The Reforma Test
I was pretty blown away by how well these worked on Taos’s Reforma. They felt much easier than the 187 Brahmas, and a bit easier than the 184 X-Drive 8.8’s when mitigating the pretty gnarly bumps that are currently occupying the top part of that run.
I found myself carving more short turns down the middle and bottom of Reforma rather than blasting my way down the middle and bottom portion, as I like to do on the 184 X-Drive 8.8s.
But with a bit of a change in style, the Motive 86 Ti still has proven to be a capable, predictable, supportive all-mountain ski that isn’t quick to punish mistakes. The ski feels pretty substantial – substantial and supportive, rather than substantial and get-on-these-tails-and-you’ll-get-your-ass-kicked. And that’s one of the reasons why I would group the 184 X-Drive with the 187 Brahma, while I would put the 186 Fischer Motive 86 in league with the 186 Dynastar Powertrack 89. Speaking of the Powertrack 89…
182cm Fischer Motive 86 Ti vs. 186cm Powertrack 89 (Deeper Chop, Weird Moguls, Etc.)
I spent a 6″ pow day at Taos directly A/B-ing the Powertrack 89 and the Motive 86 Ti all around the mountain. The results?
The Powertrack 89 really shines in consistent conditions—smooth groomers, uniform bump lines, untracked pow, shallow slush, or shallow crud. Across all of these conditions, the ski performs very well.
But in deeper chop or firm moguls with 6″ of fresh pow on top of them, the tapered tips and tails of the Powertrack 89 are prone to tip deflection and having its tails wash out.
In those six inches of pow, skiing Reforma and West Blitz trees, I much preferred the Motive 86 Ti over the Powertrack 89. I spent a lot less energy on the Motive 86 trying to control the ski, and was instead able to just ski hard without working to minimize deflection or worrying about the tails.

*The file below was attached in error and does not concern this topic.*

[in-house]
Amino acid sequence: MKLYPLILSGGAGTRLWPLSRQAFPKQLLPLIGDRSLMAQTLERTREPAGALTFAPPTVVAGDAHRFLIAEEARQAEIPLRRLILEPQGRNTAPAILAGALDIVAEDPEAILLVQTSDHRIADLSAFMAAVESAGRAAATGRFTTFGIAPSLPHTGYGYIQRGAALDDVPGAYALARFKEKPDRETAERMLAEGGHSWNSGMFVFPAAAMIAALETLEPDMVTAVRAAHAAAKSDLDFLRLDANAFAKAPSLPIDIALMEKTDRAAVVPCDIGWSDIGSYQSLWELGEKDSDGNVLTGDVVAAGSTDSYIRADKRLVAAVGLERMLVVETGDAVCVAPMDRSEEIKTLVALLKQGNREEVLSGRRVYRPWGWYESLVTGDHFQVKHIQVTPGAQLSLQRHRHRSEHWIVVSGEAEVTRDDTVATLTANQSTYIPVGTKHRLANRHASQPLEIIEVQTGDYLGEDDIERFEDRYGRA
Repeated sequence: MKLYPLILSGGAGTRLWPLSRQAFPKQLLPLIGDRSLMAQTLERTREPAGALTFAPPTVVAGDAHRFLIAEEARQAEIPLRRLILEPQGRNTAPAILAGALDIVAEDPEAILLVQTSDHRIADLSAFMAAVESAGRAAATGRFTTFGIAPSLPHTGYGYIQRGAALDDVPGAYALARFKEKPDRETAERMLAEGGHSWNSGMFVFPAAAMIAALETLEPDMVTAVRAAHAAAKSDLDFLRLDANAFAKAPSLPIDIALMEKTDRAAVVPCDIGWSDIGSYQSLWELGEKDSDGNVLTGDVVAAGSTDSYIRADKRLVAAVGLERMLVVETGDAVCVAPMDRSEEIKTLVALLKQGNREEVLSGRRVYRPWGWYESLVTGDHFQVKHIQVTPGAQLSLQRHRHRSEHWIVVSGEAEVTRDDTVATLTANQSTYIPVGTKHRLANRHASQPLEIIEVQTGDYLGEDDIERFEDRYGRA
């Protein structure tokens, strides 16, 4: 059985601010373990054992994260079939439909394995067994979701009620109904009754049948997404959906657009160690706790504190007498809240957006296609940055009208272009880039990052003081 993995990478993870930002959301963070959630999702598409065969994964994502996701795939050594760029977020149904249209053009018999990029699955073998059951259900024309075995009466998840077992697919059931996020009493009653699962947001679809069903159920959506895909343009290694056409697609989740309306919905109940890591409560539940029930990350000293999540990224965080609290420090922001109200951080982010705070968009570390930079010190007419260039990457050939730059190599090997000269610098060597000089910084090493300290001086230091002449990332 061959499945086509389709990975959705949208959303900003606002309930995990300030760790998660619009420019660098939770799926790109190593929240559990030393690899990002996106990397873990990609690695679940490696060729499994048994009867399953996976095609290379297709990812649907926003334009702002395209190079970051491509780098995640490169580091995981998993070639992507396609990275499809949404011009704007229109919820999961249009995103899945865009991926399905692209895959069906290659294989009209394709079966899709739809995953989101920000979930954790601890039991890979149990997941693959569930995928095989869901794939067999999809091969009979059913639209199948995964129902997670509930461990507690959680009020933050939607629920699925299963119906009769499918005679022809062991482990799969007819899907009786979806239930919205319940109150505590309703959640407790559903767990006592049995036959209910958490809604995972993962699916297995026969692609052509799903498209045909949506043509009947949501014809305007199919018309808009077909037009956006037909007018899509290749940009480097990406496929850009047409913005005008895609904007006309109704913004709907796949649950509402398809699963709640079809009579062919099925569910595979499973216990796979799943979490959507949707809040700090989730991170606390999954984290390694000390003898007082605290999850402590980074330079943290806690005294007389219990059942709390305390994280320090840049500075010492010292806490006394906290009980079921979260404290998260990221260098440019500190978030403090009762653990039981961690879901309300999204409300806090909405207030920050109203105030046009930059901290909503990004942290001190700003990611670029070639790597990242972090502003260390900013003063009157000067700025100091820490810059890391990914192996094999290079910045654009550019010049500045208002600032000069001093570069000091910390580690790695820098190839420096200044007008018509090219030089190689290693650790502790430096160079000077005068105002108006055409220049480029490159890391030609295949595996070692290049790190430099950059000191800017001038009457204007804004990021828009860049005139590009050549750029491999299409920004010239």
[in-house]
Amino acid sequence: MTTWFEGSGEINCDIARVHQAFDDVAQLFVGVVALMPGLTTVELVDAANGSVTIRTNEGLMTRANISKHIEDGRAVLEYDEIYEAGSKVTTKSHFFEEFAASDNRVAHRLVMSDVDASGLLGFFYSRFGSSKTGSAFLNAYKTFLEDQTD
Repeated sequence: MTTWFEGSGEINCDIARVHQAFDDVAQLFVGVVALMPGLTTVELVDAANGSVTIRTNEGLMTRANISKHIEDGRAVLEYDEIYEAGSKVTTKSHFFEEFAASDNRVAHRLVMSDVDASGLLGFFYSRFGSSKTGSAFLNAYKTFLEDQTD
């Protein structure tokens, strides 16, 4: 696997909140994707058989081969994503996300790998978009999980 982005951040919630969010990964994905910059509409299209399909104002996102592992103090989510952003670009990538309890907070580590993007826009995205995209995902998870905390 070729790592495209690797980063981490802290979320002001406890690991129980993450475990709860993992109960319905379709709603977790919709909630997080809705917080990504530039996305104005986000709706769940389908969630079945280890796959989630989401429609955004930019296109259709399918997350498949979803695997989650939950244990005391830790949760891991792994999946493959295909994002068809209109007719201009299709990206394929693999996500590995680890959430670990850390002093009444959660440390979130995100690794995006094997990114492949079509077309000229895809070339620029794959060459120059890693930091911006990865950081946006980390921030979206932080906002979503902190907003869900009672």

On Reforma & West Blitz Trees, the Motive 86 handled the constant shifts from scraped-off troughs to deeper piles of pushed-around snow well. I found myself thinking that I wouldn’t want to be hitting piles that were much deeper than what I was dealing with, but I had a really fun day on the Motive 86s.
But once again, the skis very rarely felt grabby. I could feather the tails to scrub speed, or I could engage them more fully to carve turns through the trees—same as my experience had been a couple of days earlier in Corner Chute Trees.
So as always, think hard about how and where you actually ski, and that will go a long way toward helping you figure out what ski design / shape will be the best fit for you.
(BTW, a Quick Note re: Width & Sidecut)
For those who have spent little time on fatter skis in deep chop and bumps, this is for you.
Skiing firm moguls that were now covered in a fresh 4-6″ down Al’s Run, I was having a slightly harder time than when I had just skied the Motive 86s down Al’s a day earlier when it only had firm bumps. With all the fresh snow, the skis seemed a bit more inclined to deflect off the fresh piles rather than to just track along and down the firm moguls. It wasn’t a huge deal, but there is a reason why wider, heavier, straighter skis with less sidecut work better in soft, cut-up snow, or down pow-moguls: they are less prone to deflection and they feel more stable. Remove all that fresh snow, however, and the narrower width, the edge-to-edge quickness, and edge grip produced from the fat, flat tails of a ski like the Motive 86 become nice assets.
Of the four skis I’ve mentioned the most here (the Dynastar Powertrack 89, the Blizzard Brahma, the Salomon X-Drive 8.8, and the Fischer Motive 86 Ti), the Motive 86 Ti may be the easiest / safest to recommend. It isn’t the most powerful of these skis, nor the quickest, but it provides a very nice blend of those performance characteristics while showing no significant shortcomings or compromises.
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